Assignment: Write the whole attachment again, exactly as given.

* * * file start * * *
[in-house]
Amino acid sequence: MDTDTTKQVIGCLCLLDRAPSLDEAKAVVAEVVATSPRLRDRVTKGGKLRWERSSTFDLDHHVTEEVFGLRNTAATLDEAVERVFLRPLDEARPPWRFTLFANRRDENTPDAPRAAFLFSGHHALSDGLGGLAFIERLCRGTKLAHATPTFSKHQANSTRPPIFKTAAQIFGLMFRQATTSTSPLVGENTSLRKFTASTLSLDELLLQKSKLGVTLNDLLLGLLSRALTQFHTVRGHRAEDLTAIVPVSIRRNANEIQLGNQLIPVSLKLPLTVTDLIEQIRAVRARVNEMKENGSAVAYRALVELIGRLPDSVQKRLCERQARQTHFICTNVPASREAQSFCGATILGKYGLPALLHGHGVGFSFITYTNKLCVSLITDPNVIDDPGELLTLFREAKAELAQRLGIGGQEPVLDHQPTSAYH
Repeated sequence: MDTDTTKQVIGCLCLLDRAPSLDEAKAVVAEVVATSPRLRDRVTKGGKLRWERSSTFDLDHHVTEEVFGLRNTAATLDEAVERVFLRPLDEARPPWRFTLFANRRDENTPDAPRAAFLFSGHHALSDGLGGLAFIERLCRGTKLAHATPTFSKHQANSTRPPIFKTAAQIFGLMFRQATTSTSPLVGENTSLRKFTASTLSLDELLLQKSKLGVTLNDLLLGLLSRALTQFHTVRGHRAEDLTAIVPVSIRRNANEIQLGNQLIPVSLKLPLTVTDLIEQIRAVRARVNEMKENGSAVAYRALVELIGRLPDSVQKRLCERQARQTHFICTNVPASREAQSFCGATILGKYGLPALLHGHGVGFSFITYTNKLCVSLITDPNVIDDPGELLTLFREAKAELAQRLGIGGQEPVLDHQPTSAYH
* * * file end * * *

[in-house]
Amino acid sequence: MDTDTTKQVIGCLCLLDRAPSLDEAKAVVAEVVATSPRLRDRVTKGGKLRWERSSTFDLDHHVTEEVFGLRNTAATLDEAVERVFLRPLDEARPPWRFTLFANRRDENTPDAPRAAFLFSGHHALSDGLGGLAFIERLCRGTKLAHATPTFSKHQANSTRPPIFKTAAQIFGLMFRQATTSTSPLVGENTSLRKFTASTLSLDELLLQKSKLGVTLNDLLLGLLSRALTQFHTVRGHRAEDLTAIVPVSIRRNANEIQLGNQLIPVSLKLPLTVTDLIEQIRAVRARVNEMKENGSAVAYRALVELIGRLPDSVQKRLCERQARQTHFICTNVPASREAQSFCGATILGKYGLPALLHGHGVGFSFITYTNKLCVSLITDPNVIDDPGELLTLFREAKAELAQRLGIGGQEPVLDHQPTSAYH
Repeated sequence: MDTDTTKQVIGCLCLLDRAPSLDEAKAVVAEVVATSPRLRDRVTKGGKLRWERSSTFDLDHHVTEEVFGLRNTAATLDEAVERVFLRPLDEARPPWRFTLFANRRDENTPDAPRAAFLFSGHHALSDGLGGLAFIERLCRGTKLAHATPTFSKHQANSTRPPIFKTAAQIFGLMFRQATTSTSPLVGENTSLRKFTASTLSLDELLLQKSKLGVTLNDLLLGLLSRALTQFHTVRGHRAEDLTAIVPVSIRRNANEIQLGNQLIPVSLKLPLTVTDLIEQIRAVRARVNEMKENGSAVAYRALVELIGRLPDSVQKRLCERQARQTHFICTNVPASREAQSFCGATILGKYGLPALLHGHGVGFSFITYTNKLCVSLITDPNVIDDPGELLTLFREAKAELAQRLGIGGQEPVLDHQPTSAYH